Is Vero Detrimental to Agent Advertising or Ideal Referral-Booster?

By Liz Dominguez

The social landscape may be changing, with more platforms adapting to the needs of consumers rather than advertisers. The question is: Will it benefit or harm those who use social media as a tool for business-building? The latest social entrant doesn't paint a clear picture in that regard. A new name is making the rounds, and that's Vero—meaning "truth" for its promise to maintain social authenticity
 
So, how does it work?
 
It features a sleeker, darker aesthetic than other social platforms currently available, and is advertisement- and algorithm-free, categorizing content chronologically. While similar to Instagram in its focus on photo and video, it promotes a customized audience for each post—adding exclusivity and a personal touch.
 
Users can categorize their followers into various categories—Friends, Close Friends, Acquaintances, etc.—and also have the ability to direct-message a contact, instead of interacting through posts, as with Facebook's Messenger capability.
 
Will it catch on? Vero had initially guaranteed a "free for life" offer to its first million users but has recently extended free access to the app until further notice. At some point, Vero claims it will start charging a subscription fee, as this is how it plans to fund the product without having to rely on advertisements.
 
How much is too much money for a paid social service? Agents will have to gauge if paying for a subscription yields better results than free posts on other social sites—especially if, without the use of algorithms, agents will not be able to apply targeted marketing techniques.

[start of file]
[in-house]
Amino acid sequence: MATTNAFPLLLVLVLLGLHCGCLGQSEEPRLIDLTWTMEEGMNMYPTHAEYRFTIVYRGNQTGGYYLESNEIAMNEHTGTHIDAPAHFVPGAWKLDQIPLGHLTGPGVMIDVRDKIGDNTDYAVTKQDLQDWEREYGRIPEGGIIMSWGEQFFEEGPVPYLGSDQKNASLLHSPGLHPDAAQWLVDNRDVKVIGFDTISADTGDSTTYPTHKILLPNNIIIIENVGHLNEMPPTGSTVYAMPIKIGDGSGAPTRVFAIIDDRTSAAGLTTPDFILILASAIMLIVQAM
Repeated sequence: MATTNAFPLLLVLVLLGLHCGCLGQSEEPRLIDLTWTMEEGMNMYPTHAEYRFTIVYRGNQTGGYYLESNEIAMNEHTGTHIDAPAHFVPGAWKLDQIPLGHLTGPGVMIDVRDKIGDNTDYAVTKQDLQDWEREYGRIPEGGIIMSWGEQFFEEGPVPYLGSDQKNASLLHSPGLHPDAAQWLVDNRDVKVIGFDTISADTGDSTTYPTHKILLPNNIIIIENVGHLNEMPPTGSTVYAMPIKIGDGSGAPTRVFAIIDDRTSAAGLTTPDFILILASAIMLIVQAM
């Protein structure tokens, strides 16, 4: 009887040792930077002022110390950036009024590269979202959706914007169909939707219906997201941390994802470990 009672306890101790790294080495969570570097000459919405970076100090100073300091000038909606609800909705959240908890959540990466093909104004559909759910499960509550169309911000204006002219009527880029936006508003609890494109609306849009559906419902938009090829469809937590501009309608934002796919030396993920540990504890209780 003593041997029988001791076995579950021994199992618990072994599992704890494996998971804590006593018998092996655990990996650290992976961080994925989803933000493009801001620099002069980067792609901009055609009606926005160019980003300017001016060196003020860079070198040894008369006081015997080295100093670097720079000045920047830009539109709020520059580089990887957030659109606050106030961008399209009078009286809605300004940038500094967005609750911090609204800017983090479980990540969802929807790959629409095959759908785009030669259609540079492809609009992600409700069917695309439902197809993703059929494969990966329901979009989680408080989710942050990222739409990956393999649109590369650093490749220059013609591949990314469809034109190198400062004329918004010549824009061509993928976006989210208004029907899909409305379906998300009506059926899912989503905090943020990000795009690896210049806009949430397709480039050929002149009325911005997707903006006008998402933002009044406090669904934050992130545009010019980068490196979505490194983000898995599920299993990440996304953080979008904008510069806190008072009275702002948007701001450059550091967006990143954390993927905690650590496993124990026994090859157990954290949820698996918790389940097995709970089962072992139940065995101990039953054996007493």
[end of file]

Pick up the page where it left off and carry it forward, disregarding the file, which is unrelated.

With the typical giants of social media—Instagram, Facebook, Snapchat, Twitter and YouTube—continuing to offer free services, it is unlikely that users will jump ship onto a new and untested platform for which they have to pay; however, if exclusivity and the removal of ads is enticement enough, Vero may see a surge of new users looking to leave behind their current cluttered platforms. 
 
Agents should keep in mind, however, that various social platforms flaunting innovative designs have come and gone. Ello, Mastodon, Peach and Sarahah seemed to be gaining traction, but quickly lost steam when they couldn't compete with the likes of Facebook and Instagram. 
 
If real estate professionals cannot use Vero for sponsored advertising, they will have to rely on forming more personal connections with their clients in order to get Follows within the app. If done correctly, this could prove useful, allowing agents to interact with their clients in a different way. Although they would be restricted in how they share business-related content, sharing common interests within the app, such as music and events, may be a straight shot into referral opportunities. And with the promise of authenticity, agents can stand apart from the competition by participating in a social community that isn't targeted toward businesses.
 
Liz Dominguez is RISMedia's associate content editor.

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